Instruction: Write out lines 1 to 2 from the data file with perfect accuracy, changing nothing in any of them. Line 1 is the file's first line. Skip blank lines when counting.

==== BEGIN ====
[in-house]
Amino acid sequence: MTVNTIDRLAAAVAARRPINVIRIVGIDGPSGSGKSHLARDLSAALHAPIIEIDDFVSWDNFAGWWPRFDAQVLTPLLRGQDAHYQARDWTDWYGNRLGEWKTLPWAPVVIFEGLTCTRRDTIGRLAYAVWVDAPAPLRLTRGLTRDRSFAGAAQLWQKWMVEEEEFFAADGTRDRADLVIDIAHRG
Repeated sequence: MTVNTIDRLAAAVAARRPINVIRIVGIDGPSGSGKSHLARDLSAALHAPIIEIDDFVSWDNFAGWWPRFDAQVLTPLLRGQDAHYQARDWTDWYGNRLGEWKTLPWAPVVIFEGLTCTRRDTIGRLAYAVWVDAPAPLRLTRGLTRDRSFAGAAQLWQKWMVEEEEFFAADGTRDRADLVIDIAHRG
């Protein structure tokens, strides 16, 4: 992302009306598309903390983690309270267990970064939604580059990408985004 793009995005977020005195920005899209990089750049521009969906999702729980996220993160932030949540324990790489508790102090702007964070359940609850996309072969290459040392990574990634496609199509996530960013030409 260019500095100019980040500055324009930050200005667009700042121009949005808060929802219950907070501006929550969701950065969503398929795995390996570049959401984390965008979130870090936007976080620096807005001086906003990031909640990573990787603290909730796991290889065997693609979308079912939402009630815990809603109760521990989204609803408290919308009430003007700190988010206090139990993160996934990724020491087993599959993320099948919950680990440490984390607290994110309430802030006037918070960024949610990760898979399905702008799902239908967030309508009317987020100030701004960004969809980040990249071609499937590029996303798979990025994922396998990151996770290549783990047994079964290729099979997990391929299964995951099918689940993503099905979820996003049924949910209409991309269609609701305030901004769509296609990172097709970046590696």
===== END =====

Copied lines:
[in-house]
Amino acid sequence: MTVNTIDRLAAAVAARRPINVIRIVGIDGPSGSGKSHLARDLSAALHAPIIEIDDFVSWDNFAGWWPRFDAQVLTPLLRGQDAHYQARDWTDWYGNRLGEWKTLPWAPVVIFEGLTCTRRDTIGRLAYAVWVDAPAPLRLTRGLTRDRSFAGAAQLWQKWMVEEEEFFAADGTRDRADLVIDIAHRG